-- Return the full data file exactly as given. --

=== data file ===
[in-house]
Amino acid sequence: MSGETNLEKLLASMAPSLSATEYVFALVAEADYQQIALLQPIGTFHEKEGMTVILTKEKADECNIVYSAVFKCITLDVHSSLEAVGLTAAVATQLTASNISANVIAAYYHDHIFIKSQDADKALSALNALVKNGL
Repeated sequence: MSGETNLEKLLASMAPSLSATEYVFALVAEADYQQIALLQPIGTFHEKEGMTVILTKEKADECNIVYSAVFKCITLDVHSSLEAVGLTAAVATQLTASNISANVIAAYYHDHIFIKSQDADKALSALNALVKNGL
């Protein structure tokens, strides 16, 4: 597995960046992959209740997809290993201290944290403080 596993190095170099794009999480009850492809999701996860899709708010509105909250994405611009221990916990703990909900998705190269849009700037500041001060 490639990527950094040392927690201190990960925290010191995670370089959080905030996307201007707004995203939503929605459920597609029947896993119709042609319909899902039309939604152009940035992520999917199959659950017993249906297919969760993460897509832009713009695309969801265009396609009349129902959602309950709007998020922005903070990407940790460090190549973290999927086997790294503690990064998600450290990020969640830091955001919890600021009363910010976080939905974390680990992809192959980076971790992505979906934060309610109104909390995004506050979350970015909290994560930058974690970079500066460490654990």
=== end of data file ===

[in-house]
Amino acid sequence: MSGETNLEKLLASMAPSLSATEYVFALVAEADYQQIALLQPIGTFHEKEGMTVILTKEKADECNIVYSAVFKCITLDVHSSLEAVGLTAAVATQLTASNISANVIAAYYHDHIFIKSQDADKALSALNALVKNGL
Repeated sequence: MSGETNLEKLLASMAPSLSATEYVFALVAEADYQQIALLQPIGTFHEKEGMTVILTKEKADECNIVYSAVFKCITLDVHSSLEAVGLTAAVATQLTASNISANVIAAYYHDHIFIKSQDADKALSALNALVKNGL
């Protein structure tokens, strides 16, 4: 597995960046992959209740997809290993201290944290403080 596993190095170099794009999480009850492809999701996860899709708010509105909250994405611009221990916990703990909900998705190269849009700037500041001060 490639990527950094040392927690201190990960925290010191995670370089959080905030996307201007707004995203939503929605459920597609029947896993119709042609319909899902039309939604152009940035992520999917199959659950017993249906297919969760993460897509832009713009695309969801265009396609009349129902959602309950709007998020922005903070990407940790460090190549973290999927086997790294503690990064998600450290990020969640830091955001919890600021009363910010976080939905974390680990992809192959980076971790992505979906934060309610109104909390995004506050979350970015909290994560930058974690970079500066460490654990």